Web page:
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  • Although I have to explain the difference between Cuesta and Quebrada to him on occasion. Cuesta has nothing to do with coast in the strict sense of the word.

    It is then "off topic" but of course I am happy to be clarified. With terms like the one above, Cuesta usually stands for coast, right? Otherwise it's just a mountain slope or something like that (in Franconian Ranga - there is no really accurate German translation; just this Franconian one). Or stop in connections like cuesta arriba = uphill. All information is as always supplied without liability! Although my wife is Spanish, this is often of little use with these South American names. Quebrada? No idea!

    Much more important: Denmoza can be summarized with a clear conscience as a monotypical genus with only one species. Extreme variability comes from many factors and does not warrant species rank.

    Does anyone else have Denmoza photos in stock?

    "If you want to deal with cacti, avoid any kind of humor and tolerance." - Author of glosses aculeatus in Stachelpost 1969

  • Hello shamrock,

    I once had this interpretation of cuesta = coast. This was probably due to the French Cote d'Azur and the Cote d'Or. The former is actually a coast, while no one in Burgundy would expect a coast.
    In South America, however, "coast" is "costa" and "cuesta" stands for "slope".
    And while we're at it, "quebrada" can best be translated as "gorge" or "valley".

    One more comment - this time on the subject - which I hope will not be interpreted as unauthorized advertising:
    If you are looking for a Denmoza that blooms as early as possible, then Andreas Wessner's nursery is definitely the first choice for you.
    He sells plants from a selection that are sure to flower very early.

    Best regards
    Nobby

  • Hello shamrock,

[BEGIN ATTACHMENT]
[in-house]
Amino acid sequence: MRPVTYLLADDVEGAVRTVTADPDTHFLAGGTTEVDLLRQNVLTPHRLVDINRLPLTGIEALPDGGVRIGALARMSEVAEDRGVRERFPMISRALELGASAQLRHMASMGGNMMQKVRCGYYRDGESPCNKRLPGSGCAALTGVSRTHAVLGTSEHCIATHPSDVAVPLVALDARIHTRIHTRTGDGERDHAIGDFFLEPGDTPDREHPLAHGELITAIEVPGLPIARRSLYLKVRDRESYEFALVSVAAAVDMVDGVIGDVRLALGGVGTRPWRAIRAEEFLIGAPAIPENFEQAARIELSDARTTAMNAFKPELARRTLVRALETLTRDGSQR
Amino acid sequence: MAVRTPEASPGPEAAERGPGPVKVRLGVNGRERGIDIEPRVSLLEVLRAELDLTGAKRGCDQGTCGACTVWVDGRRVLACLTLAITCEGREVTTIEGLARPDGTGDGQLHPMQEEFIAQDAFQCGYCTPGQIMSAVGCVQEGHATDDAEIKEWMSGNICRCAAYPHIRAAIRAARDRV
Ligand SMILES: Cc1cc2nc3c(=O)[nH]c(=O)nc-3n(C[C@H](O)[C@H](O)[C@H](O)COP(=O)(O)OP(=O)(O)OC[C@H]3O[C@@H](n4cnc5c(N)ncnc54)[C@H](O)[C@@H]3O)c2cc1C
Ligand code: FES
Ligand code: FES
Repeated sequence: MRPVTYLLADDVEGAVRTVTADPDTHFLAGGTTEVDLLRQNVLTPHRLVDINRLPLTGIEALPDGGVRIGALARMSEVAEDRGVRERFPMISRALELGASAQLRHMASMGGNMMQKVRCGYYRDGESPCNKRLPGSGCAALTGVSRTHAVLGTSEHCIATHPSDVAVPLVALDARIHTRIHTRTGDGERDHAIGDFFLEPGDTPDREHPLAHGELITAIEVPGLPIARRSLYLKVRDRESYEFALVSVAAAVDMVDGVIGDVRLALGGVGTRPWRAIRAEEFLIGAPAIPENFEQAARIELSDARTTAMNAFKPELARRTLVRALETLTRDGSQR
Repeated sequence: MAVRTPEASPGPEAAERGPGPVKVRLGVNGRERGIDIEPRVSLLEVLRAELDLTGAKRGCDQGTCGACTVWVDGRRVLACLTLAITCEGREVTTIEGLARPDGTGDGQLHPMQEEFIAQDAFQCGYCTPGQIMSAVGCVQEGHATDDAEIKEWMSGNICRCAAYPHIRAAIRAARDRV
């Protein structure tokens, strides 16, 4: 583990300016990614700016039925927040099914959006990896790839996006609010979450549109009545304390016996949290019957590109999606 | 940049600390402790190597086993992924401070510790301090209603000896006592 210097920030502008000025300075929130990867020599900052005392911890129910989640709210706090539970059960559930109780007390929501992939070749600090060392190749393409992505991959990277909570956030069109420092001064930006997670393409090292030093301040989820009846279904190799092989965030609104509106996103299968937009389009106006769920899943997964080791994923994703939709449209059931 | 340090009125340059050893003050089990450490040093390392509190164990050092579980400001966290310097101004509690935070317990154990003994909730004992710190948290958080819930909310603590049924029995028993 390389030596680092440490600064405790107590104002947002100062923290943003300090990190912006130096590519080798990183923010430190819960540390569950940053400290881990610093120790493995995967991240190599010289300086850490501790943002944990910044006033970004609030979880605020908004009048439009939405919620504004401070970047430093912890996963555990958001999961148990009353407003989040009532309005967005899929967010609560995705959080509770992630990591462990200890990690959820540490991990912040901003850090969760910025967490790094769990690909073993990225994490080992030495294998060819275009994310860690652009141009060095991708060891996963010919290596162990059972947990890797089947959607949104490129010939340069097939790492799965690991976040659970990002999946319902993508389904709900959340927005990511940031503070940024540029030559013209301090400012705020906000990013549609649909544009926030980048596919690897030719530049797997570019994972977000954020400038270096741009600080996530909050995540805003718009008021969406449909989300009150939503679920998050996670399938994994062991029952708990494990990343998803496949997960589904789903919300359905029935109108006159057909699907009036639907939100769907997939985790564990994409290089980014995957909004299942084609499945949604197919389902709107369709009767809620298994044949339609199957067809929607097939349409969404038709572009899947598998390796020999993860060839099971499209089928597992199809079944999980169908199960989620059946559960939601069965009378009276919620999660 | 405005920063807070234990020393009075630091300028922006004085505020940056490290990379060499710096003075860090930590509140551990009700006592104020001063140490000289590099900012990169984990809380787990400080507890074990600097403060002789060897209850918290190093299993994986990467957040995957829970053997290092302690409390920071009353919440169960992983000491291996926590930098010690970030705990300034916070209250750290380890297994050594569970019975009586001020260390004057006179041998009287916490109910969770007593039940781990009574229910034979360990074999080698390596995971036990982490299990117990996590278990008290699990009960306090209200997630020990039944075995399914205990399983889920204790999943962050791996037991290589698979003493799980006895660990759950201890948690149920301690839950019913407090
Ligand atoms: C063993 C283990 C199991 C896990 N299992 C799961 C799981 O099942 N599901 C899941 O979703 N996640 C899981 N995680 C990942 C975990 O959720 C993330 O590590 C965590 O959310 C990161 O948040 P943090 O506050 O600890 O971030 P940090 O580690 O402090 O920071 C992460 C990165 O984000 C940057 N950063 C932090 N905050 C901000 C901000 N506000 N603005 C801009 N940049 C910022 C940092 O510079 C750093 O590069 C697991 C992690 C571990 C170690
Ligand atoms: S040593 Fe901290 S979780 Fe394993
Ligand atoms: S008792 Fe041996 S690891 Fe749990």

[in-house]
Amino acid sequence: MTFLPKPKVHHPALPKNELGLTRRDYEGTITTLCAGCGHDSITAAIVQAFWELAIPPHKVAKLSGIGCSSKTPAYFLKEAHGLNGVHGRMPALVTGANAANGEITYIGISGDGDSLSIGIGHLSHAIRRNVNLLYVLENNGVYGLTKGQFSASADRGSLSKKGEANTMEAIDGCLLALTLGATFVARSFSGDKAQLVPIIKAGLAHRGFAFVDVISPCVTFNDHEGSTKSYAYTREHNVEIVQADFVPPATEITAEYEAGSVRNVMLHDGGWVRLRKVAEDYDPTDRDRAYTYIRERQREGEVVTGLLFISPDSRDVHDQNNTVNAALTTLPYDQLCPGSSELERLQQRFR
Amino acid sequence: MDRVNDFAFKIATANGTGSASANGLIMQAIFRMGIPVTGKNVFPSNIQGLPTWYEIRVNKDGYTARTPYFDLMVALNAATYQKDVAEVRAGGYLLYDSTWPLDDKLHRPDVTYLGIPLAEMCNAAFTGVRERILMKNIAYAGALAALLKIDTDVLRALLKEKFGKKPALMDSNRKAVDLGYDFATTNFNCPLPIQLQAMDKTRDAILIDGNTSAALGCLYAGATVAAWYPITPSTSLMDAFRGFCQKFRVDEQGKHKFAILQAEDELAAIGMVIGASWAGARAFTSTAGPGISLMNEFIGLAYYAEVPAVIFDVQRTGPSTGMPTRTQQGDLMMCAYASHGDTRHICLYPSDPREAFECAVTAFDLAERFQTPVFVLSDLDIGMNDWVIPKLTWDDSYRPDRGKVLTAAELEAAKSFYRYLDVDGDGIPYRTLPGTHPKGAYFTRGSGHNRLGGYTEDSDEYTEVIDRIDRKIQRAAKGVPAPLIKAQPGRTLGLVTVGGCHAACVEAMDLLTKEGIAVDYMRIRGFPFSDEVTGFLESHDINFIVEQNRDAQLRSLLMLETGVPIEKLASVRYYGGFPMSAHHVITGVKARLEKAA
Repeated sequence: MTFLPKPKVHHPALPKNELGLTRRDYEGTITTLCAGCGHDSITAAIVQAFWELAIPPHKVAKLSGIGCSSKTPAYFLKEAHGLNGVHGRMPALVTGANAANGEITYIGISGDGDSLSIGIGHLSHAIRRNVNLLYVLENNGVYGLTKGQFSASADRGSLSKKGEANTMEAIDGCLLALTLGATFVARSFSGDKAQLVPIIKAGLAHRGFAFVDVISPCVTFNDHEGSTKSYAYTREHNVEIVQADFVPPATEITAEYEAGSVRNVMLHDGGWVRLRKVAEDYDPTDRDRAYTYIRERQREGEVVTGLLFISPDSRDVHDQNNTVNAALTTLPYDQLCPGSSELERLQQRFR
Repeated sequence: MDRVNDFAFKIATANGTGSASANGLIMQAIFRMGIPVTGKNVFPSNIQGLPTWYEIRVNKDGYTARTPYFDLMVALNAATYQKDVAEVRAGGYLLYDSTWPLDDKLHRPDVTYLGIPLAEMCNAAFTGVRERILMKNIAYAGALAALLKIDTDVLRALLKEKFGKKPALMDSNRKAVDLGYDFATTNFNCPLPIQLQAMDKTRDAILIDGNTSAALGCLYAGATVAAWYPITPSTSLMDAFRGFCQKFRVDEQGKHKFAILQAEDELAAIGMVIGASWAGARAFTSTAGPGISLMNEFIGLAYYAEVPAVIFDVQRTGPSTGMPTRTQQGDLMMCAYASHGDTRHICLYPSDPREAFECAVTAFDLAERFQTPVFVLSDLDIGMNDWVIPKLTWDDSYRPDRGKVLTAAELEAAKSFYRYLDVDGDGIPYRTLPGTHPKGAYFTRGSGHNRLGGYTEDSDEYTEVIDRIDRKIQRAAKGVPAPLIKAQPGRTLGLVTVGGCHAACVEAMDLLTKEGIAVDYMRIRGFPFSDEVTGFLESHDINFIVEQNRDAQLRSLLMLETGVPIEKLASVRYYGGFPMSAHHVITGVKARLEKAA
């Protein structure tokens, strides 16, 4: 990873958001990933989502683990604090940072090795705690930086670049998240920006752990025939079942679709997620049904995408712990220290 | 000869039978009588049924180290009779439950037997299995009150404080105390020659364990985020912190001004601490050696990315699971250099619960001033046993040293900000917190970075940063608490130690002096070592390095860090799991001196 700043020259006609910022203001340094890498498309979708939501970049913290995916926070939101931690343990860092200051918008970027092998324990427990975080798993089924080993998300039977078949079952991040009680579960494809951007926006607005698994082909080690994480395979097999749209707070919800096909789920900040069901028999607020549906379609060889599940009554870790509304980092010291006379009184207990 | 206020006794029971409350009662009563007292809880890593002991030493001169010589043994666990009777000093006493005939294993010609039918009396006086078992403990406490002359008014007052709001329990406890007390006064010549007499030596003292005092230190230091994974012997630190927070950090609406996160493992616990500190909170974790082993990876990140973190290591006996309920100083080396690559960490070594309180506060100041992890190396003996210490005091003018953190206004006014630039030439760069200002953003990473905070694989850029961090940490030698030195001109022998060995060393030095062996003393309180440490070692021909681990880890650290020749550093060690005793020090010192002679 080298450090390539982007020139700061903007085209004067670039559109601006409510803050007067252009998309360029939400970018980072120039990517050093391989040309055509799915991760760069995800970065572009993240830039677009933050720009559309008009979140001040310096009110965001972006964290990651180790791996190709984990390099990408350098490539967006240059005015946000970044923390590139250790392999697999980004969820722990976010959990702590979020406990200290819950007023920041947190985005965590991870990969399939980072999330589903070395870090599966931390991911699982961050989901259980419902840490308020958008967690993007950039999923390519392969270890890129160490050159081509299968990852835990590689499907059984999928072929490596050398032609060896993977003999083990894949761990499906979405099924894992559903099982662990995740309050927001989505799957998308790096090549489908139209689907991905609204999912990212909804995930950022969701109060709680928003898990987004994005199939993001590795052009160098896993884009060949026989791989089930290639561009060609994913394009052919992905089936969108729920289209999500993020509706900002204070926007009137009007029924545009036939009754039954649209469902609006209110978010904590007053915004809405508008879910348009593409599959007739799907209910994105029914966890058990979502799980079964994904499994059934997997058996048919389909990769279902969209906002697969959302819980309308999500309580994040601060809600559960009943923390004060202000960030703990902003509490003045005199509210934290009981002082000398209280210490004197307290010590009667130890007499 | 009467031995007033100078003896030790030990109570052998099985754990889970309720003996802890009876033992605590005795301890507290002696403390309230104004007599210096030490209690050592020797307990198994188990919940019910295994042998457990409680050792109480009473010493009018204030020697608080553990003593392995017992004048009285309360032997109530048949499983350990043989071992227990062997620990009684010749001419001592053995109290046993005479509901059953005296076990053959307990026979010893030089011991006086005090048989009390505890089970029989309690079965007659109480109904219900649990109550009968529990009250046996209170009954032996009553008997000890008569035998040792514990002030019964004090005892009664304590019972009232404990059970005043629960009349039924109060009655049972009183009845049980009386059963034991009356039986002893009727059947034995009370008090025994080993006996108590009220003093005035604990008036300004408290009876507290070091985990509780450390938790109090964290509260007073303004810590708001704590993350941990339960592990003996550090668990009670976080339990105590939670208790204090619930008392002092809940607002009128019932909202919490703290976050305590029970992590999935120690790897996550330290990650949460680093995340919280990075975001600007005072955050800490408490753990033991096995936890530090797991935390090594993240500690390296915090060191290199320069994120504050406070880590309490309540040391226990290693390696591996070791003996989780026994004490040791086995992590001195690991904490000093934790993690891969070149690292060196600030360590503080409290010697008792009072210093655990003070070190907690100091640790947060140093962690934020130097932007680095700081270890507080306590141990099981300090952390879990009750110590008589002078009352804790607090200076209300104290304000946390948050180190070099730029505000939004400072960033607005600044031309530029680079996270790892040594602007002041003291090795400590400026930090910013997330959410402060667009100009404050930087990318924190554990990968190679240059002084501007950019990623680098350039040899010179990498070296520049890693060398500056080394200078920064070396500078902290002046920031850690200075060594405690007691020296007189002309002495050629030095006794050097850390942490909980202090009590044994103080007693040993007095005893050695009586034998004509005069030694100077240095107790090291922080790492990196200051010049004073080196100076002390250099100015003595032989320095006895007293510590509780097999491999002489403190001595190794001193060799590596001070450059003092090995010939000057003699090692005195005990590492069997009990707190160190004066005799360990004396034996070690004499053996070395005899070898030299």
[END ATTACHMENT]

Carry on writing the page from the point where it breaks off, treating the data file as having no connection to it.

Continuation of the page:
yes, in the course of time the Spanish mother tongue in Argentina has probably become a little more independent. The terms Quebrada and Cuesta appear quite often in parlance or as terrain names on maps. In all honesty, I mix them up every now and then. But you can remember that a mountain flank is called a cuesta when the mountain is practically alone. Roads or paths meander along the mountain flank. Quebrada is then a ravine through which a road or path is led, such as the famous Quebrada del Toro:

    [url] http://www.google.de/#sclient=psy-ab&hl=de&q=quebrada+del+toro&oq=quebrada+de+tor&gs_l= hp.1.0.0i10i30j0i8i10i30j0i30l2.843.16343.0.19750.15.15.0.0.0.1.1469.5220.1j8j2j1j0j1j0j2.15.0 ... 0.0 ... 1c.1.OpMRwEU_2S8 & amp; amp; pbx = 1 & amp; amp; or bav. r_gc.r_pw. & amp; amp; fp = 1f18cc49b08f9c6b & amp; bpcl = 37189454 & amp; amp; biw = 1024 & amp; amp; bih = 571 [/ url]

    [url] http://wikitravel.org/de/Quebradas [/ url]

    [url] http://www.google.de/search?q=cuesta+de+miranda&hl=de&lr=lang_de&sa=X&tbs=lr:lang_1de&amp ; prmd = imvns & amp; tbm = isch & amp; tbo = u & amp; source = univ & amp; ei = 59iXUMfQMILPtAbel4CwDQ & amp; amp; ved = 0CDAQsAQ & amp; biw = 1024 & amp; bih = 571 [/ amp; bih = 571

    I have to go back there urgently, because I also start pondering at Empenada and Saltenias. Take a bite, I was told, then I would find out the difference ...
    ... and how do I find my way back to the topic? Well actually quite simple. The genre has now been made monotypical. But you can well remember that the plants from the southern area of ​​distribution have yellow thorns, become larger or columnar and were previously called Denmoza erythrocephala. And the red thorns grow north and come up to Salta.

    Does it well CABAC

  • Many thanks to you two for the detailed explanation! Now I just hope that I can remember this valuable input until I have the pleasure of having to read South American maps ... The classic Castellano has already become independent in Spain and in South America even Spaniards sometimes come across theirs Limits.